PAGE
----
How do you know what medicine to give?

"When livestock are sick, you do whatever you can to make them feel better. You want to make sure that calf is as comfortable as possible and will recover to a normal state and do so as quickly as possible. I only use antibiotics when an animal is sick. This particular calf received an antibiotic labeled for cattle by the FDA."

How do you make sure the antibiotics won't be in my food?

"I, like all ranchers, follow the guidelines set by the FDA.  The FDA has a mandatory withdrawal period that states no residue can be left within any animal when it is consumed. Before a medicine can be cleared for use in food animals, it must undergo rigorous testing for withdrawal periods. Due to the age of the calf and the antibiotic used,  there will be zero residue in the meat when the animal is consumed."

How do you keep records of what antibiotics are used?

"I keep incredibly detailed records of every medication I give to my cattle. Here, I am entering the calve's ear tag number, the date I gave the shot, the antibiotic used, and the reason why I used that antibiotic. This way, I am making sure I have accurate records and can check on that calf later in the week to see how it is doing. As livestock producers, we take a lot of pride in how we treat animals and produce a safe meal for families like mine. We'll never let an unsafe product enter the food chain; it's just not the right thing to do. We eat the same food, so I'm not going to put any food in front of my children that will be harmful to them."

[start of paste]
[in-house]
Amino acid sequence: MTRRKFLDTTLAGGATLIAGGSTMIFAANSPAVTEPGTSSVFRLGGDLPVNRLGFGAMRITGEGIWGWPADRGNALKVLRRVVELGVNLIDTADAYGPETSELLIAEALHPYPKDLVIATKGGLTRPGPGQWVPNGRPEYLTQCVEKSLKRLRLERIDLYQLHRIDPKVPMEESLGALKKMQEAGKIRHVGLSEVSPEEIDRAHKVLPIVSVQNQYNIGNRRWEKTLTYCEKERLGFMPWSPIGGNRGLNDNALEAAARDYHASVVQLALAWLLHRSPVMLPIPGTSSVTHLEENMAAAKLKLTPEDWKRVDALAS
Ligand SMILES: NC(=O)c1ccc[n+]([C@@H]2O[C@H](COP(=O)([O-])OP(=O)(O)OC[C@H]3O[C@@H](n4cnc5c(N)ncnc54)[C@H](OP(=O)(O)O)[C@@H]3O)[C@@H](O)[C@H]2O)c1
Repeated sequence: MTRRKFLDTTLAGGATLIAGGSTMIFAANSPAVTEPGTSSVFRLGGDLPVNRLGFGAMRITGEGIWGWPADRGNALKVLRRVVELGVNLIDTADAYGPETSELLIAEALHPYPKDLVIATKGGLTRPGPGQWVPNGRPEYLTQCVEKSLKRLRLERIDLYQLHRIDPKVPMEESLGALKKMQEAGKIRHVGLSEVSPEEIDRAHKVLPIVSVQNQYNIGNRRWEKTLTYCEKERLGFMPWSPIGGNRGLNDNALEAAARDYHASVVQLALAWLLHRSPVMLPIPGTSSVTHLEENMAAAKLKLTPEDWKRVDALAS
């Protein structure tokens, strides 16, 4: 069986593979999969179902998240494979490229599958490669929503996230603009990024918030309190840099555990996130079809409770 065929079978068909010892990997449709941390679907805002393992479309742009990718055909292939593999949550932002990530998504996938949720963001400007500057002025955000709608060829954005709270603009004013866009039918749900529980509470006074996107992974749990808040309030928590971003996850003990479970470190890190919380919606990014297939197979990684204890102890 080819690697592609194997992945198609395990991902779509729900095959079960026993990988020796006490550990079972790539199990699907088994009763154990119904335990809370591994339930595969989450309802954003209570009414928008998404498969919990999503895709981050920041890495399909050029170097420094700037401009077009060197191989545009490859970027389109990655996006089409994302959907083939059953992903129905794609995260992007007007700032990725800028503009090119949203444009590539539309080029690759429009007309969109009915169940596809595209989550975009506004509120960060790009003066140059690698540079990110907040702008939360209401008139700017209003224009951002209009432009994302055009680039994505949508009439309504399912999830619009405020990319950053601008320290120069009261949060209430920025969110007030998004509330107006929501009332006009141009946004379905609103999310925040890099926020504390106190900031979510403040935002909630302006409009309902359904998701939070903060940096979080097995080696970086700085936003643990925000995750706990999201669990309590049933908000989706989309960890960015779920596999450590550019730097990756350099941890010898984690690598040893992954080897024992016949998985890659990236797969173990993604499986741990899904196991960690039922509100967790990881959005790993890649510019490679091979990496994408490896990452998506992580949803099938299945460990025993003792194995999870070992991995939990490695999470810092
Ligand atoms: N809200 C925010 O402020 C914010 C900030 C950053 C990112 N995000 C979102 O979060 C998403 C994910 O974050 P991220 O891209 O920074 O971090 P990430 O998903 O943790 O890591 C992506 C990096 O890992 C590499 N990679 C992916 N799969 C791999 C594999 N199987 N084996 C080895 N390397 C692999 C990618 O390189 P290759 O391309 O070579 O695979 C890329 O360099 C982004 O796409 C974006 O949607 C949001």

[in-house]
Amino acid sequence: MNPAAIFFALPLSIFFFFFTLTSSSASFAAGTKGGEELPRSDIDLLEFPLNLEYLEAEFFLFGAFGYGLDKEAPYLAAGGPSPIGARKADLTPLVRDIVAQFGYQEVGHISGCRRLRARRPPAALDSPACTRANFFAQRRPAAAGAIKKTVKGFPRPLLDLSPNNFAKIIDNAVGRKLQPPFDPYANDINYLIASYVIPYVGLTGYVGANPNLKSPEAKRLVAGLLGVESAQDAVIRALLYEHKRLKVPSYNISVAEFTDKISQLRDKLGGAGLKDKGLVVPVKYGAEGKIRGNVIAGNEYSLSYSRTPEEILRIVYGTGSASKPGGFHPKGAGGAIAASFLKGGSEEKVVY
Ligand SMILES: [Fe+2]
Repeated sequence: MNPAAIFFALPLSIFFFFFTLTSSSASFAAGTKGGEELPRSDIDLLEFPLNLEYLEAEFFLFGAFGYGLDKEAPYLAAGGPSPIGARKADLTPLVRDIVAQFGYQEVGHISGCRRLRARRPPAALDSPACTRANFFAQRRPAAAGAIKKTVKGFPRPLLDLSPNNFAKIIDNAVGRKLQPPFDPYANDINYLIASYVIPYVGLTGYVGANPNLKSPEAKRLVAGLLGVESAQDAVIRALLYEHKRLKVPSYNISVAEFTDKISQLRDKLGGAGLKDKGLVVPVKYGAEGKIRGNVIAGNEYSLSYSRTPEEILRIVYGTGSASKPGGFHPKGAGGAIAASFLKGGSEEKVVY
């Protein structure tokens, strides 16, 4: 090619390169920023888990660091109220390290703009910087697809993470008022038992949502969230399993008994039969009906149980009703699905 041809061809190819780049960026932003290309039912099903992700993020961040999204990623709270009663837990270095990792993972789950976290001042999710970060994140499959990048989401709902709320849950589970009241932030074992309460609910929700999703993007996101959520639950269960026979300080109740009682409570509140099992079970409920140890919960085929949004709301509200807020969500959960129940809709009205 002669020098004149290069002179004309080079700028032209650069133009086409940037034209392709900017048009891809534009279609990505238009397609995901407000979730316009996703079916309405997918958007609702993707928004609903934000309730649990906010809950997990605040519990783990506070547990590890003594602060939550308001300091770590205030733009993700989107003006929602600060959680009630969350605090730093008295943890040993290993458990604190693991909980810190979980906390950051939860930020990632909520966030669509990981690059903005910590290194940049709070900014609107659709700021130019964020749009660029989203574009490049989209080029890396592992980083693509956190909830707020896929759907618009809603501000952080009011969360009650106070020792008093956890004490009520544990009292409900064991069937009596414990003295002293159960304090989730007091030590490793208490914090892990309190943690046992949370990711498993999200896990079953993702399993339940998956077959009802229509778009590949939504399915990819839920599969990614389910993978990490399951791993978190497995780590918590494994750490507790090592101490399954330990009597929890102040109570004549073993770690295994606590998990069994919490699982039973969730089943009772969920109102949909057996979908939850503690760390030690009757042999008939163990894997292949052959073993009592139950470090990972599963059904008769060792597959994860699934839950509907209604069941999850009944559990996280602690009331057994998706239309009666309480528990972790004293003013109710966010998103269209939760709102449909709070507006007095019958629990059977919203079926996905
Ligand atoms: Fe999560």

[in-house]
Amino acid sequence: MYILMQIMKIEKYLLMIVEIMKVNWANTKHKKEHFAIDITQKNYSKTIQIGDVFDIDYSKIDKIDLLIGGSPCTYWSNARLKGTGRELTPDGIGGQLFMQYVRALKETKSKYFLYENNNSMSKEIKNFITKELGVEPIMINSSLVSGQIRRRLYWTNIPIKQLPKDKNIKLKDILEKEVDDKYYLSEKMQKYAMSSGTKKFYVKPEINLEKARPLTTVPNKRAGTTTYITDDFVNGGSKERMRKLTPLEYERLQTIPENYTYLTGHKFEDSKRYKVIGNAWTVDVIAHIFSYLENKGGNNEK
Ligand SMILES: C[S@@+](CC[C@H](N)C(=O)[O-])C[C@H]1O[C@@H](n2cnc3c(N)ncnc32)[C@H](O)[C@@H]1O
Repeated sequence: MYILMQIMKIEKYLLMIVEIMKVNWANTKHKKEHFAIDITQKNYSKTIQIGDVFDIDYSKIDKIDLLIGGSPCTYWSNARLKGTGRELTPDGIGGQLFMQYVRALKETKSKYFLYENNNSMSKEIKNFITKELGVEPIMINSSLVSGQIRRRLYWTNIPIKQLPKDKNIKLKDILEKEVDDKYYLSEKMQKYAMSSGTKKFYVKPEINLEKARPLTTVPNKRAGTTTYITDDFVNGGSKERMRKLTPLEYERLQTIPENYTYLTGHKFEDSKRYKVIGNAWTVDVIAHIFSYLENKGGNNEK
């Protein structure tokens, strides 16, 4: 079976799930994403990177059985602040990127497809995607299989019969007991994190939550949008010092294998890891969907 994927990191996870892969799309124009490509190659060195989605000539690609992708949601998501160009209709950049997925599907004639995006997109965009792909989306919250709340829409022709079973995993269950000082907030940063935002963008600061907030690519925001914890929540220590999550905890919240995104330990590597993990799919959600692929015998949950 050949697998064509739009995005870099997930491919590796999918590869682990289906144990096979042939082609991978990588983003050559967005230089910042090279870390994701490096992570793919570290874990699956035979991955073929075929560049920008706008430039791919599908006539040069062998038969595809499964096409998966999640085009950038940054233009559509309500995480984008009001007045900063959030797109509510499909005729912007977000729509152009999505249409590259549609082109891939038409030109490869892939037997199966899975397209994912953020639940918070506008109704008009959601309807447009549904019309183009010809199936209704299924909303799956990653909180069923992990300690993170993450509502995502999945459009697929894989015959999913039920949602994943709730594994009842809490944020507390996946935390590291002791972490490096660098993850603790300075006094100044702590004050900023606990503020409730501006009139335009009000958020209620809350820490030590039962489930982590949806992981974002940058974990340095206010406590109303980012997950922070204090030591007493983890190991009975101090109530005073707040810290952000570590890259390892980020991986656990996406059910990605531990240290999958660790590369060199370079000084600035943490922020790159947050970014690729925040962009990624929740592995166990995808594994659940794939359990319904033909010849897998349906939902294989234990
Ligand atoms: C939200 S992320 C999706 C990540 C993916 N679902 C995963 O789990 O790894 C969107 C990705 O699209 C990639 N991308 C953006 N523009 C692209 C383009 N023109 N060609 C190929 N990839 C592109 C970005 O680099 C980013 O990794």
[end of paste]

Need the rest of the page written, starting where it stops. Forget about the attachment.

Did the Calf heal?

"Yes, fortunately we noticed the symptoms of foot rot early on and treated it with an FDA-approved antibiotic for treatment."

"After I'm done checking the cattle in the different pastures I'll head home to my family. It's incredibly fulfilling to come back and see my wife and kids after a morning of checking cattle. I have two little boys and the oldest is 3. It's so fun to come home and have him run up to me, give me a hug, and be excited to see me. After my oldest son gets his chance to ride the horse I rode that day, we'll sit down and have lunch together as a family. "

Memorable meals for a family in motion: Meal time is family time at the pacheco household. 

"Caring for an animal that will provide nourishment not only to your child but to others as well is an amazing experience. It's a peaceful environment that I get to work in. I get to see the sun rise and set in the Flint Hills and do it horseback. When you're riding your horse through these beautiful pastures it feels like you're one with nature and you're just kind of sneaking through it. Whenever I treat livestock with antibiotics, I always have my own children in mind. My family eats the same food that everyone else does. I'm not going to put any food in front of my children that will be harmful to them."